In this age of high-definition/digital television, it might seem odd for us to be reviewing NTSC (aka analog) displays. After all, digital television (DTV) and its subgroup, high-definition television (HDTV), are the way of the future, destined to replace our analog NTSC system. However, even if you consider the current crop of digital programming adequate enough to warrant purchasing one of the newer, more-advanced ATSC (aka digital) displays, they're still fairly expensive. If you're looking to spend more than $3,000 on a display, we strongly suggest that you consider DTV or DTV-ready products. However, for those of us who didn't cash in our Internet stock options in time, there are some good deals to be had on big TVs, and, as usual, Home Theater is here to point you in the right direction.

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Face Off: Big-Screen Smackdown Panasonic PT-51D30

A four-way Face Off of 50-inch NTSC televisions.

In this age of high-definition/digital television, it might seem odd for us to be reviewing NTSC (aka analog) displays. After all, digital television (DTV) and its subgroup, high-definition television (HDTV), are the way of the future, destined to replace our analog NTSC system. However, even if you consider the current crop of digital programming adequate enough to warrant purchasing one of the newer, more-advanced ATSC (aka digital) displays, they're still fairly expensive. If you're looking to spend more than $3,000 on a display, we strongly suggest that you consider DTV or DTV-ready products. However, for those of us who didn't cash in our Internet stock options in time, there are some good deals to be had on big TVs, and, as usual, Home Theater is here to point you in the right direction.

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Face Off: Big-Screen Smackdown Mitsubishi VS-50607

A four-way Face Off of 50-inch NTSC televisions.

In this age of high-definition/digital television, it might seem odd for us to be reviewing NTSC (aka analog) displays. After all, digital television (DTV) and its subgroup, high-definition television (HDTV), are the way of the future, destined to replace our analog NTSC system. However, even if you consider the current crop of digital programming adequate enough to warrant purchasing one of the newer, more-advanced ATSC (aka digital) displays, they're still fairly expensive. If you're looking to spend more than $3,000 on a display, we strongly suggest that you consider DTV or DTV-ready products. However, for those of us who didn't cash in our Internet stock options in time, there are some good deals to be had on big TVs, and, as usual, Home Theater is here to point you in the right direction.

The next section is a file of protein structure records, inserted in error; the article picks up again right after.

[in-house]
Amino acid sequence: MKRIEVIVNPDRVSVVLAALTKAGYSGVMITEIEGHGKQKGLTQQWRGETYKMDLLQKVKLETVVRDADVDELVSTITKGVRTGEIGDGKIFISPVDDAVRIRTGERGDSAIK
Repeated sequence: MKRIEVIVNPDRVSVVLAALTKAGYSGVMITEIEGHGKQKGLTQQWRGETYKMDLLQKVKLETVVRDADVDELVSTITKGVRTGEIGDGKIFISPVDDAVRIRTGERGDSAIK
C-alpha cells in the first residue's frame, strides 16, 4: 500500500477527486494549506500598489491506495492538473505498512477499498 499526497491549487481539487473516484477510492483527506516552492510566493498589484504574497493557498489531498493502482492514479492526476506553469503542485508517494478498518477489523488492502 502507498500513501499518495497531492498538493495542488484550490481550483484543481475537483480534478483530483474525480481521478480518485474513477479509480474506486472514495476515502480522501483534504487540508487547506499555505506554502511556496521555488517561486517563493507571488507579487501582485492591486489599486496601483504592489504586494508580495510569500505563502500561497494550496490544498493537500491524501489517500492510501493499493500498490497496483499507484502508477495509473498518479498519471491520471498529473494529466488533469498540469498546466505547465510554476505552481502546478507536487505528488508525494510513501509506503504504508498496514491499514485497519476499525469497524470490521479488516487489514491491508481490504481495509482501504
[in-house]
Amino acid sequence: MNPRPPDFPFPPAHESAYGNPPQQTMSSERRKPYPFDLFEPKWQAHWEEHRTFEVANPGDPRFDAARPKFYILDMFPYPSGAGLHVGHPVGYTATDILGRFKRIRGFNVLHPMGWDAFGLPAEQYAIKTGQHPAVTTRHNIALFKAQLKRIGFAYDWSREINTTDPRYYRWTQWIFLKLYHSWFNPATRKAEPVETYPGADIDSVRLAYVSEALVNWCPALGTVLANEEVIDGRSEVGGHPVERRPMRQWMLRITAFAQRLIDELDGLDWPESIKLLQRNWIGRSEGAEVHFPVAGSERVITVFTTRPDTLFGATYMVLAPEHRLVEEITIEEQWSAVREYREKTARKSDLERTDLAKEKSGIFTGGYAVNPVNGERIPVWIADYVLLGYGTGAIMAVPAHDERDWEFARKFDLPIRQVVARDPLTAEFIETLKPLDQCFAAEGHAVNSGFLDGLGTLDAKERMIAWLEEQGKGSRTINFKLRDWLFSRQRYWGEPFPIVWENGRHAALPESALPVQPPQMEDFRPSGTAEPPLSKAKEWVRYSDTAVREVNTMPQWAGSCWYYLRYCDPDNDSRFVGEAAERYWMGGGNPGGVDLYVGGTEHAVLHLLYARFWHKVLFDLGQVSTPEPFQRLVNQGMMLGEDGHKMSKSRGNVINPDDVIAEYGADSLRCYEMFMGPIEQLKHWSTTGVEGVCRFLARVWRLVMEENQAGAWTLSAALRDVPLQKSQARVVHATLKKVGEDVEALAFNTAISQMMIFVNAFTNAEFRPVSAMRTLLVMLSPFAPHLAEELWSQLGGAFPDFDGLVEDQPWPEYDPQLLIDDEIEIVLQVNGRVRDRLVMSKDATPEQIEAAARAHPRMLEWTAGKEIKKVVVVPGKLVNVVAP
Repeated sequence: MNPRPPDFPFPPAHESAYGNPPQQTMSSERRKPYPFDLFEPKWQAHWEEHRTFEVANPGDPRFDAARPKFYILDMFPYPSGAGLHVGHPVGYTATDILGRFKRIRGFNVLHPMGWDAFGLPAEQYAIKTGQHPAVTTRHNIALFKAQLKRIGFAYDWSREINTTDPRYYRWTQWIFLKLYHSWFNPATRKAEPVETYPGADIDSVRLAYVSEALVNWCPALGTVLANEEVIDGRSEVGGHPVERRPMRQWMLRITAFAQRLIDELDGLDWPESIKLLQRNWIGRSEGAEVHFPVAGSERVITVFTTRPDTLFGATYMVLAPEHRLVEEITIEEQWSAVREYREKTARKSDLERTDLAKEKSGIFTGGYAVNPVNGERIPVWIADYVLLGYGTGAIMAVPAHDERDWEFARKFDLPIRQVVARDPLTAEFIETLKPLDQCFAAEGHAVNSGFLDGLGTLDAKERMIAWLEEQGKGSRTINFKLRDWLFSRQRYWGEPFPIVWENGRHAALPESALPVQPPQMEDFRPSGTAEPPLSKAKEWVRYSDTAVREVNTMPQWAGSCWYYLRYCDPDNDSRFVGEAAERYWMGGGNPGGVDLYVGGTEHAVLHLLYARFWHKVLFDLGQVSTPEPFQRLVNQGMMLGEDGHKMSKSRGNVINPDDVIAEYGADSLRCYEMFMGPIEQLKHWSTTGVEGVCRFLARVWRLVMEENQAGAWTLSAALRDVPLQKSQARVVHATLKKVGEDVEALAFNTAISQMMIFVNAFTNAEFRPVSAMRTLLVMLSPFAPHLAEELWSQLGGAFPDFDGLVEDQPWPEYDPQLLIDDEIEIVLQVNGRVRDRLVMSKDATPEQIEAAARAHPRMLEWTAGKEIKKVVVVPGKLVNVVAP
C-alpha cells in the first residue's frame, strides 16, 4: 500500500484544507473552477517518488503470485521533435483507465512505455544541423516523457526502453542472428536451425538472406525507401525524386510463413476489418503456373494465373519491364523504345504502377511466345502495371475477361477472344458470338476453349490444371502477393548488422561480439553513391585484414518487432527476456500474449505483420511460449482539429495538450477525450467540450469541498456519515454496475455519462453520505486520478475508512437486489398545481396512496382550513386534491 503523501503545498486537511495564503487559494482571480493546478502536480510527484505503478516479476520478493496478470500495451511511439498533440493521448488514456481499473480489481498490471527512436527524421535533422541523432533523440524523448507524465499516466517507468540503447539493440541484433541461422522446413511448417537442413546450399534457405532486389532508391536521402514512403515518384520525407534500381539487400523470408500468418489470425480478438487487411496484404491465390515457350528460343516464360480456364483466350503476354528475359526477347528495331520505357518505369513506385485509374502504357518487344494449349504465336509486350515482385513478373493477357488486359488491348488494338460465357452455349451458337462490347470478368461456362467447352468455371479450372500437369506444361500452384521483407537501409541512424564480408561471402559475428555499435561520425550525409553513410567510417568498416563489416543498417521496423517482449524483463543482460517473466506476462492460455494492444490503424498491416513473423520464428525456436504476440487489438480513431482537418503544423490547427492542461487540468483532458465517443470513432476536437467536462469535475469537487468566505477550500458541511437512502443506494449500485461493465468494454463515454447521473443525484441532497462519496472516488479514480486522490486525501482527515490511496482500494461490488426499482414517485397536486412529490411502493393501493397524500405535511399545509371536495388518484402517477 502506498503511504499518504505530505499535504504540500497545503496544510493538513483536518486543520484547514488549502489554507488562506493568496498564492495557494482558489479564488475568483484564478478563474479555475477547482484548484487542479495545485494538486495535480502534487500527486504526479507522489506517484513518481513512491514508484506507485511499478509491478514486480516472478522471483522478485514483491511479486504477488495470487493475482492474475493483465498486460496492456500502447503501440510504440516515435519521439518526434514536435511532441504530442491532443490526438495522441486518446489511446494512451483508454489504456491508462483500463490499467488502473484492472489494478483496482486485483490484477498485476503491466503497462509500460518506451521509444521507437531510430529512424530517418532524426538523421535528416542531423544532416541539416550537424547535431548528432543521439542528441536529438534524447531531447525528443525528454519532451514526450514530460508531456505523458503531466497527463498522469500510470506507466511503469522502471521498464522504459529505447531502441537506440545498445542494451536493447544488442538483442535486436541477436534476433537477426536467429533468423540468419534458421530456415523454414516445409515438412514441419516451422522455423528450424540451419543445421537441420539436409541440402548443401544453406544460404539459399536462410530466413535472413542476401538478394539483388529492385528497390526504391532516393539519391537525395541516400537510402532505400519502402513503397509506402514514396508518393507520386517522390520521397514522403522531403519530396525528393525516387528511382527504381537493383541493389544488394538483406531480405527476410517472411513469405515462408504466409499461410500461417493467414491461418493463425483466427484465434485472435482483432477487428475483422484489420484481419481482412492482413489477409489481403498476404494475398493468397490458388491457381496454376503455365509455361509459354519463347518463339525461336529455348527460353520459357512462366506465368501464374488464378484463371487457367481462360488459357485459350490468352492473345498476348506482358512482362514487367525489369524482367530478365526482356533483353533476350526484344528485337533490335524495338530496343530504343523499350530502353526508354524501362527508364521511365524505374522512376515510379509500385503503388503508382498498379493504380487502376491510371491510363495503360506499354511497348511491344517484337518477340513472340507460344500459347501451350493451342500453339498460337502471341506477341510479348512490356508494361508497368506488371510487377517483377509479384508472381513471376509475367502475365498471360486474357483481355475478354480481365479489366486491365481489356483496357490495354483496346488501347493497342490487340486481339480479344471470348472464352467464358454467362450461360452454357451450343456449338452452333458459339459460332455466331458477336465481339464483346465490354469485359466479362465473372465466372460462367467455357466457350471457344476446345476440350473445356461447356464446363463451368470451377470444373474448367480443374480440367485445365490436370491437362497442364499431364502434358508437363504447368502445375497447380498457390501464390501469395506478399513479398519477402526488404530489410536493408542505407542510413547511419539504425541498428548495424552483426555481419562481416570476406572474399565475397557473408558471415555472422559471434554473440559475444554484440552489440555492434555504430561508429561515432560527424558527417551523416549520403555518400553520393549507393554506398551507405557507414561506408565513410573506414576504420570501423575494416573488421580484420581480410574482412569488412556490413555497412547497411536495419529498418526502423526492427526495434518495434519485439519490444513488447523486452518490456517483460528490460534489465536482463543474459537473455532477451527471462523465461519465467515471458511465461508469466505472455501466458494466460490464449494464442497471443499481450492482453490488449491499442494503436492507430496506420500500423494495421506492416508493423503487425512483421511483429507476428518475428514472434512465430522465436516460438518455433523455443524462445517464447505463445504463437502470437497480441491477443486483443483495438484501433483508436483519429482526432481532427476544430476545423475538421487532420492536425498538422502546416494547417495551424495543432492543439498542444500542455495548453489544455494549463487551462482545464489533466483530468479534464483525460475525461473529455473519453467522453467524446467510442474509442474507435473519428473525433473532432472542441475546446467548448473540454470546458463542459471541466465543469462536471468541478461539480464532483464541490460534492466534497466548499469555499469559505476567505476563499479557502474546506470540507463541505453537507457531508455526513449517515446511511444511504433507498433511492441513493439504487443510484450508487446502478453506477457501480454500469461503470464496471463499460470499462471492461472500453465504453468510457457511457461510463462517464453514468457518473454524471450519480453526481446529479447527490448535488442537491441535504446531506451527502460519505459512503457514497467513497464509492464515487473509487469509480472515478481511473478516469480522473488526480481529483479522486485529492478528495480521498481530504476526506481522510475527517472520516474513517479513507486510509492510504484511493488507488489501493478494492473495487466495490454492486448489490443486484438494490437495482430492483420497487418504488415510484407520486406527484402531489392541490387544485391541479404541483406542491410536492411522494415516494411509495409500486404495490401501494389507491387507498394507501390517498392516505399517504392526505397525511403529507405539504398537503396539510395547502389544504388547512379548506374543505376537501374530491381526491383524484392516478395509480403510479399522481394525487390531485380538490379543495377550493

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Face Off: Big-Screen Smackdown Zenith IQB50M92W

A four-way Face Off of 50-inch NTSC televisions.

In this age of high-definition/digital television, it might seem odd for us to be reviewing NTSC (aka analog) displays. After all, digital television (DTV) and its subgroup, high-definition television (HDTV), are the way of the future, destined to replace our analog NTSC system. However, even if you consider the current crop of digital programming adequate enough to warrant purchasing one of the newer, more-advanced ATSC (aka digital) displays, they're still fairly expensive. If you're looking to spend more than $3,000 on a display, we strongly suggest that you consider DTV or DTV-ready products. However, for those of us who didn't cash in our Internet stock options in time, there are some good deals to be had on big TVs, and, as usual, Home Theater is here to point you in the right direction.

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Face Off: Big-Screen Smackdown Hitachi 50GX20B

A four-way Face Off of 50-inch NTSC televisions.

In this age of high-definition/digital television, it might seem odd for us to be reviewing NTSC (aka analog) displays. After all, digital television (DTV) and its subgroup, high-definition television (HDTV), are the way of the future, destined to replace our analog NTSC system. However, even if you consider the current crop of digital programming adequate enough to warrant purchasing one of the newer, more-advanced ATSC (aka digital) displays, they're still fairly expensive. If you're looking to spend more than $3,000 on a display, we strongly suggest that you consider DTV or DTV-ready products. However, for those of us who didn't cash in our Internet stock options in time, there are some good deals to be had on big TVs, and, as usual, Home Theater is here to point you in the right direction.

Share | |

Face Off: Big-Screen Smackdown

A four-way Face Off of 50-inch NTSC televisions.

In this age of high-definition/digital television, it might seem odd for us to be reviewing NTSC (aka analog) displays. After all, digital television (DTV) and its subgroup, high-definition television (HDTV), are the way of the future, destined to replace our analog NTSC system. However, even if you consider the current crop of digital programming adequate enough to warrant purchasing one of the newer, more-advanced ATSC (aka digital) displays, they're still fairly expensive. If you're looking to spend more than $3,000 on a display, we strongly suggest that you consider DTV or DTV-ready products. However, for those of us who didn't cash in our Internet stock options in time, there are some good deals to be had on big TVs, and, as usual, Home Theater is here to point you in the right direction.